8. I think it’s a great idea, and defiantly a step in the right direction for the media world. Maybe I’m a little bias since I already enjoy the NBC nightly news over the other media outlets out there, but NBC seems to be really re-thinking the way to ‘communicate’ will people. Like you said Mike, it’s about time someone recognized that we are note just sponges.
    Good work, keep it up!

  9. andrew korf says:

    Wow. Great post and great evolution of news – I think it is interesting how I am now friends with the newsmakers and journalists i used to read via their blogs or on facebook now – and learn so much more via that 1 to 1 communication – as I suspect they do. Also emerging on news2.0 is the emergence of real time streaming video via the web… I think what scoble is up to with is amazing – citizen journalism on the rise.

  10. […] Completing the cycle of news News agency broadcasts the news -> audience discusses the content -> audience shoots back questions to the anchor -> anchor answers (select) questions right on the site (tags: web news television msnbc newsvine work) […]

  11. Rhys Thomas says:

    Not been on your site for a while, or newsvine for that matter, due to various reasons, but I can honestly say that might be the coolest thing I’ve ever seen. If only we could do the same thing in England it would make the news worth watching/talking about again.

  12. Don says:

    This isn’t all that unique really though Mike, sports news has been doing it for a while.

  13. Mike D. says:

    Mykola: Yep, I just took a week in Hawaii in December.
    Ryan: Only time will tell, but so far everything has gone really well and msnbc has been a big net plus to Newsvine. They’ve also made it abundantly clear that both brands (and offices) will remain separate and we are free to continue running the site mostly as we always have.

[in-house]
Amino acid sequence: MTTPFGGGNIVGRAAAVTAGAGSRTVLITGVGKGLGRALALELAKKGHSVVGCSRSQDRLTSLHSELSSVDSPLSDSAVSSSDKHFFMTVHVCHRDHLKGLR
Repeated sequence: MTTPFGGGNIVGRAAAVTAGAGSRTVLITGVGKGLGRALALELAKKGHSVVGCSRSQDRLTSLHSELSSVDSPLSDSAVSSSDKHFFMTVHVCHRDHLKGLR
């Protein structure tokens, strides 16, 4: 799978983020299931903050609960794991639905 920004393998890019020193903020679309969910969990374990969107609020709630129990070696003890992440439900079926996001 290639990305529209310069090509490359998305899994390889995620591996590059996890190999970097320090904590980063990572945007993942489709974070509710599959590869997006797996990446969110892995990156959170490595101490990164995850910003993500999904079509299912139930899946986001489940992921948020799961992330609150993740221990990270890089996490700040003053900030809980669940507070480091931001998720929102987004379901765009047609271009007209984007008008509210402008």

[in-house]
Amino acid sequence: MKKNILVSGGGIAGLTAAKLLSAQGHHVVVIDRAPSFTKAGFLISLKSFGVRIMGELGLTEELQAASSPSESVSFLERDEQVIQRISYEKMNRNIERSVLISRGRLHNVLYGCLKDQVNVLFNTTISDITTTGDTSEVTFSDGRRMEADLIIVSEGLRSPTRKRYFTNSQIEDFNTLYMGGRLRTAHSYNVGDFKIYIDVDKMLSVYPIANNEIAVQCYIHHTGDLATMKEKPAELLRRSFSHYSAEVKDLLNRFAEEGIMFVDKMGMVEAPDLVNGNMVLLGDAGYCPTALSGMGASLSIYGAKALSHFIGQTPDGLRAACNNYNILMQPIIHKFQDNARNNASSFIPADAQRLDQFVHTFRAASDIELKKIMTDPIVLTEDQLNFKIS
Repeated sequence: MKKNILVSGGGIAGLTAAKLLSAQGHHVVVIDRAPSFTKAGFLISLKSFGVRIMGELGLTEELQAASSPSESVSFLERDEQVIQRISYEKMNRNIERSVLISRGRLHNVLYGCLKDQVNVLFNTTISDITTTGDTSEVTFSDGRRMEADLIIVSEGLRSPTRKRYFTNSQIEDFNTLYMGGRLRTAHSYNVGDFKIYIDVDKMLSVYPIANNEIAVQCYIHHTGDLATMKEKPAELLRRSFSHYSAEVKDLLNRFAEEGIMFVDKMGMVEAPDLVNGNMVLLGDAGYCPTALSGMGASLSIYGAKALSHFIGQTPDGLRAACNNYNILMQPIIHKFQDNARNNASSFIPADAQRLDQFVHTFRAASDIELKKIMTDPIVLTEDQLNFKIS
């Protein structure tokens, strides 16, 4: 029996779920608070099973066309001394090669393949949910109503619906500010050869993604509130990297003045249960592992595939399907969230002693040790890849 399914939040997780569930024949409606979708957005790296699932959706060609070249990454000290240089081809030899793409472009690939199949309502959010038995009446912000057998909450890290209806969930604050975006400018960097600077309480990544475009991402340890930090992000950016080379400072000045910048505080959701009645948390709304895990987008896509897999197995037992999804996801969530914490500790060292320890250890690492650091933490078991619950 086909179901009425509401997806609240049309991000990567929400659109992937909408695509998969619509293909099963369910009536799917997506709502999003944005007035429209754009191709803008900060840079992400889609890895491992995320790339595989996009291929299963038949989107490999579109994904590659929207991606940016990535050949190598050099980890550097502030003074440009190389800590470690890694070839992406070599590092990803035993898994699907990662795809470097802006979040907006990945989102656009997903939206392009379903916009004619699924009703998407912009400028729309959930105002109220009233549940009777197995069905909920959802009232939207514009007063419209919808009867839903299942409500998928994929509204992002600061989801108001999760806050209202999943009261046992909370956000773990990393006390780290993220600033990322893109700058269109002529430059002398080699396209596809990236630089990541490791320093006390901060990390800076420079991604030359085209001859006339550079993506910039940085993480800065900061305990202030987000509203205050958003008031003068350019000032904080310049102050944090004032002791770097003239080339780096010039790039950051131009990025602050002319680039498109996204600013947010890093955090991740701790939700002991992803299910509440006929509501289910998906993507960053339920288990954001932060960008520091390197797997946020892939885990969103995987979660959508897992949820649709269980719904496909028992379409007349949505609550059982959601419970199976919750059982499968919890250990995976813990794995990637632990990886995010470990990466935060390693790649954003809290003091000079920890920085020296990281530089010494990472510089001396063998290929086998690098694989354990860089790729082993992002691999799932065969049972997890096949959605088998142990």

Don: Sports news? Example?

  14. Sam McDonald says:


    I am with Ryan and would definitely like to hear more about how a smaller company’s role changes, when bought out by a larger company. Also, it is good to hear that both brands will remain separate.

  15. First let me say that the integration between MSNBC and Newsvine is cool and you should be proud. But I find myself spending more time on Newsvine than in the MSNBC portion of the feedback loop. In fact lately the ratio is something like 99/1

    Why? Because putting anchors like Brian Williams into the mix is like digging up a fossil. It’s interesting to to look at and think back on, but they are out of place.

    I mean contrary to your perception, I don’t see Brian’s answers as being off the cuff. When dealt tough questions about the role of media for example, I find his answers defensive, archaic and maintaining the status quo of big networks. I still feel the bad taste in my mouth when he responded to questions from Newsvine viewers unhappy with the practice of networks reporting election results on the east coast before polls were closed on the west – Brian basically dismissed the question as lofty idealism and defended business as usual.

    On one hand it’s encouraging big media like MSNBC and CNN scrambling to integrate and grow with the direction of media online, but on the other hand they seem more parasitic than participatory. What I would hope to see, and maybe it requires some patience on my part, is that by migrating to the new media paradigms, they re-discover the practice of good journalism – because anyone paying attention can tell they’ve lost that practice by and large.